Archive for Thursday, January 5, 2006

Census details daytime exodus

January 5, 2006

Click for links to the estimated daytime population of dozens of American cities.

John Orkwis doesn't consider his daily drive into Leavenworth a commute.

But the U.S. Census Bureau does.

According to a recent Census Report, Orkwis and about 1,500 other people a day "commute" from the city, leaving Lansing with what the government calls an "estimated daytime population" of 7,665 people. In other words, 16.7 percent of the population leaves the city each day for work elsewhere.

The estimates are based on answers to the 2000 Census long form, which asked respondents whether their place of work was inside the city limits of their hometown.

Orkwis, who works for defense contractor Northrop Grumman, makes the 15-minute drive from his Lansing home each day into Leavenworth. Despite what the government might call him, Orkwis says his trip is not a commute.

"I would consider Kansas City a commute," he said earlier this week.

Jeannette Holderman makes the drive into Kansas City, Mo., four days a week for her job with the U.S. Department of Commerce, and she admits she is a commuter. The number of workers who leave Lansing each day for a job elsewhere doesn't surprise her, she said.

"We really don't have any kind of industry or stores where we can work," Holderman said. "It has become a bedroom community."

Holderman, who has lived in Lansing for 33 years and commuted to Kansas City the past 18 years, said there was nothing wrong with the notion of Lansing being a bedroom community.

"We've got good schools and it's a good place to live," she said.

But as for working, she's found greener pastures deeper in the Kansas City metropolitan area.

"I have to tell you honestly: It's for financial reasons; I could make more money in Kansas City or Overland Park or Olathe," she said.

Holderman said others are of like minds judging from the license plates in the parking lot outside the federal building where she works.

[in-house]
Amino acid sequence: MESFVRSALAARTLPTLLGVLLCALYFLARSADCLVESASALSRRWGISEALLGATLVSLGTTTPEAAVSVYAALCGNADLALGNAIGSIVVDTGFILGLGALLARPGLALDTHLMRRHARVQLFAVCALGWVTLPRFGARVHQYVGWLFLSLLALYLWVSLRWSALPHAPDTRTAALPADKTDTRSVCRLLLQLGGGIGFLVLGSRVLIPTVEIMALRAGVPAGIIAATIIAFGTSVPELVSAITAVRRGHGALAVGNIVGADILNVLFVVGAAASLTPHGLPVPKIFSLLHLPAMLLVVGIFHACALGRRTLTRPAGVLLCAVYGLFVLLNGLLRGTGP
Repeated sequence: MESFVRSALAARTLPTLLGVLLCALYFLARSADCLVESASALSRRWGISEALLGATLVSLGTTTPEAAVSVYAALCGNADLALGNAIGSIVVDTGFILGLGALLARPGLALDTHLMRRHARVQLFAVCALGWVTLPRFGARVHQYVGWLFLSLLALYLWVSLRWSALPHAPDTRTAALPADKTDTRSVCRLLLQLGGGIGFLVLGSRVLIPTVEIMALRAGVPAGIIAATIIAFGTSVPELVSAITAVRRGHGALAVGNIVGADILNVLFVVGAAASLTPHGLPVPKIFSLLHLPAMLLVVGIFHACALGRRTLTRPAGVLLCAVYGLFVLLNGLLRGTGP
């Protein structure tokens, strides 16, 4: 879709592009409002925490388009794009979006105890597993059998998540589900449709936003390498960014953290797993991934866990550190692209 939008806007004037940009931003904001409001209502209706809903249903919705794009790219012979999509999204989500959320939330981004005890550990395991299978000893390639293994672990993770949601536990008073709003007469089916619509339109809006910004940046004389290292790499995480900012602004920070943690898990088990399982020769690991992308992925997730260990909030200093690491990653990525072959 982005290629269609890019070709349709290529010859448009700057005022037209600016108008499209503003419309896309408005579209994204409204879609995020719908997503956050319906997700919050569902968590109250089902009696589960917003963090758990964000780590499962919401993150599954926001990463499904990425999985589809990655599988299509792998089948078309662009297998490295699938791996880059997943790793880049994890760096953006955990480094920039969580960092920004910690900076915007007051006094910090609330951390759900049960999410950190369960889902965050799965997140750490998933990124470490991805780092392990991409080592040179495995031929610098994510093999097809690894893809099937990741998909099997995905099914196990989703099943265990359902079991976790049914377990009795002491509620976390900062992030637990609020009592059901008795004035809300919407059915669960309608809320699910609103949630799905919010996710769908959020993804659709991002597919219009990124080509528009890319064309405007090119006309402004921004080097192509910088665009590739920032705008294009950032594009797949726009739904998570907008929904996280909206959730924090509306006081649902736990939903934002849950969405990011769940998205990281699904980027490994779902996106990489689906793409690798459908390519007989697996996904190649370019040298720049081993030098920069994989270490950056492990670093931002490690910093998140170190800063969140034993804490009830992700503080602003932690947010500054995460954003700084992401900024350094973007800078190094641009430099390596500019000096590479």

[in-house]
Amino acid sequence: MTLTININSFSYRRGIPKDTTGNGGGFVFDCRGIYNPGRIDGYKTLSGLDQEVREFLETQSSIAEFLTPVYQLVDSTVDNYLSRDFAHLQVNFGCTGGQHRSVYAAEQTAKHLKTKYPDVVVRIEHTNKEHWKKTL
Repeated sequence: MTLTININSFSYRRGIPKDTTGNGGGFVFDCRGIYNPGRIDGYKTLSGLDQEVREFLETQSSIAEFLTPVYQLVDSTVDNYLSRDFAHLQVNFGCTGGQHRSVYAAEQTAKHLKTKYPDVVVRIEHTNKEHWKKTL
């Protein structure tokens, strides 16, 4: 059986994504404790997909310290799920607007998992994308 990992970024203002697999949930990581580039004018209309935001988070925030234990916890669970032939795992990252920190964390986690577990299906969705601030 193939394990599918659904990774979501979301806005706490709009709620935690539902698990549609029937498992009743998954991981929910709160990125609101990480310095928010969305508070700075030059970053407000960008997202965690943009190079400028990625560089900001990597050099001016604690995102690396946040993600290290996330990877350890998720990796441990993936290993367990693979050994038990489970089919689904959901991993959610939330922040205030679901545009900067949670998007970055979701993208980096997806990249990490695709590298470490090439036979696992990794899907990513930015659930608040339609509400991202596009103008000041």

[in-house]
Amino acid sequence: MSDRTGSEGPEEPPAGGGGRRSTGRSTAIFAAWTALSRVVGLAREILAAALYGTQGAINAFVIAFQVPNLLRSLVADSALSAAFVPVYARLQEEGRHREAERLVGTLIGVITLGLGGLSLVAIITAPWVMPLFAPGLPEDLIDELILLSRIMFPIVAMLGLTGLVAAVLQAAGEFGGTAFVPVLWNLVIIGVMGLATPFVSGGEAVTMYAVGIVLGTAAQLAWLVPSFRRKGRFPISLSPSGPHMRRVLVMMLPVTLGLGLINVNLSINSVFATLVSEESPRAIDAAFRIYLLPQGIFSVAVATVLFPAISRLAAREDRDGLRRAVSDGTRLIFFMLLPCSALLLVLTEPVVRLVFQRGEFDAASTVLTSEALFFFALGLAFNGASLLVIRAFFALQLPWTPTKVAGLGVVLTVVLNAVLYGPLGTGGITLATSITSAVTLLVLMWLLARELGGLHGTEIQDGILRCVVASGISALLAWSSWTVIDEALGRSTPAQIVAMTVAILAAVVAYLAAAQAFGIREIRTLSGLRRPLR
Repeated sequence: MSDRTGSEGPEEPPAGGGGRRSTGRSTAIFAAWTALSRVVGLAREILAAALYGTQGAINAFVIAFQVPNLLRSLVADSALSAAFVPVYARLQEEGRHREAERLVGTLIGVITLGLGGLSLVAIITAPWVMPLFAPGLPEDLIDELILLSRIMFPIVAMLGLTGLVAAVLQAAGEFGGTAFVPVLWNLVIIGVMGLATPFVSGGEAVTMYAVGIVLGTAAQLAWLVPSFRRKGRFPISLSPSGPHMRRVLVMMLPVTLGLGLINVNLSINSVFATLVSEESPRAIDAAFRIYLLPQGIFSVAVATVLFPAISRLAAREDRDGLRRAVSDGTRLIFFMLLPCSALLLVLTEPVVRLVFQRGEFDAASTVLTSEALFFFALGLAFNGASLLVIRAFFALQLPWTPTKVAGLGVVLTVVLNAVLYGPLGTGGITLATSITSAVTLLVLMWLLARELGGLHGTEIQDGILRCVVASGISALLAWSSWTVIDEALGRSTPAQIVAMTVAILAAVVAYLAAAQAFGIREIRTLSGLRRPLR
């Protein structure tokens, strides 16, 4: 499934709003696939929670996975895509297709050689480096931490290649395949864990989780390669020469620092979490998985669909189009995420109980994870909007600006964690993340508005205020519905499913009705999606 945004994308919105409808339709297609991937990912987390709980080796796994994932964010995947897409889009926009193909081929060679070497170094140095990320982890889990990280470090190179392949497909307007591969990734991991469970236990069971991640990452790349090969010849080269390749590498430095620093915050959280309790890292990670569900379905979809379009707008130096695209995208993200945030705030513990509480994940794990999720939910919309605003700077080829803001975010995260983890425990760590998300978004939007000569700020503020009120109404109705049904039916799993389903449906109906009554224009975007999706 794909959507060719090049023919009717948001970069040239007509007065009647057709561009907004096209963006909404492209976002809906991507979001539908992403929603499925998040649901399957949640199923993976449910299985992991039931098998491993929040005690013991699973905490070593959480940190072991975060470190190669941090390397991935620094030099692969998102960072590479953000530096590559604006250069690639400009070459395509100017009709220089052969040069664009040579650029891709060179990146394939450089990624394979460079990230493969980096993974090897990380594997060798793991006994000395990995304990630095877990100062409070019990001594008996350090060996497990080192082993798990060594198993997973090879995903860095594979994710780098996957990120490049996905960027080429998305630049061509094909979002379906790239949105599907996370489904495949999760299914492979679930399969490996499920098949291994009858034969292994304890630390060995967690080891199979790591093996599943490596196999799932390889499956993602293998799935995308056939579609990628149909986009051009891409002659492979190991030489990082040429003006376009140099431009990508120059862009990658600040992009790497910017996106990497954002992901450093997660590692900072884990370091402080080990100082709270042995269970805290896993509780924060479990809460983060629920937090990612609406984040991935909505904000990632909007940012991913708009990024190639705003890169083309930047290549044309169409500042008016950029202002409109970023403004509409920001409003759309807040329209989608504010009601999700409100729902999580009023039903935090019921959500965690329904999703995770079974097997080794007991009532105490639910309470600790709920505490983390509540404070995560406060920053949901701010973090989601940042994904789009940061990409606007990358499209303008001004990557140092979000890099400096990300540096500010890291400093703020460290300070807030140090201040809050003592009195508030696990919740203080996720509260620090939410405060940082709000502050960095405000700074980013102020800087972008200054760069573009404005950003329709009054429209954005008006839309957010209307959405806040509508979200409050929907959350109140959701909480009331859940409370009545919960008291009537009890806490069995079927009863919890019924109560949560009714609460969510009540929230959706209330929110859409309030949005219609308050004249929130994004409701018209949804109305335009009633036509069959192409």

"There's quite a few Leavenworth County tags," she said.

Mike Smith, Lansing's city administrator, said Lansing had grown since the 2000 Census was taken - it listed Lansing's total population at 9,199; the bureau's latest estimate puts the city at 10,117. But Smith said he knew many Lansing residents leave the city during the day to get to work.

"There's no doubt. They work on post, in Leavenworth, in Kansas City," he said.

That's why, he said, one of the goals of the City Council is to expand the city's job base, so that there are job opportunities in the city for residents.

"We'd like to have people be able to both live and work in our community," he said.

Holderman noted that technological advances also could play a part in reducing the daily outflow of Lansing residents to their out-of-town workplaces.

"More and more people are telecommuting," she said, noting that she does her job one day a week from her home with the help of a computer and a secure network connection. "That may be something that allows more people to work in their homes."

Daytime population in area cities

City, 2000 population, Estimated daytime population, Percent difference

Bonner Springs, 6,768, 6,046, -10.7

Kansas City, Kan., 146,886, 156,540, 6.6

Lansing, 9,199, 7,665, -16.7

Lawrence, 80,098, 79,159, -1.2

Leavenworth, 35,420, 37,772, 6.6

Olathe, 92,962, 83,071, -10.6

Overland Park, 149,080, 175,506, 17.7

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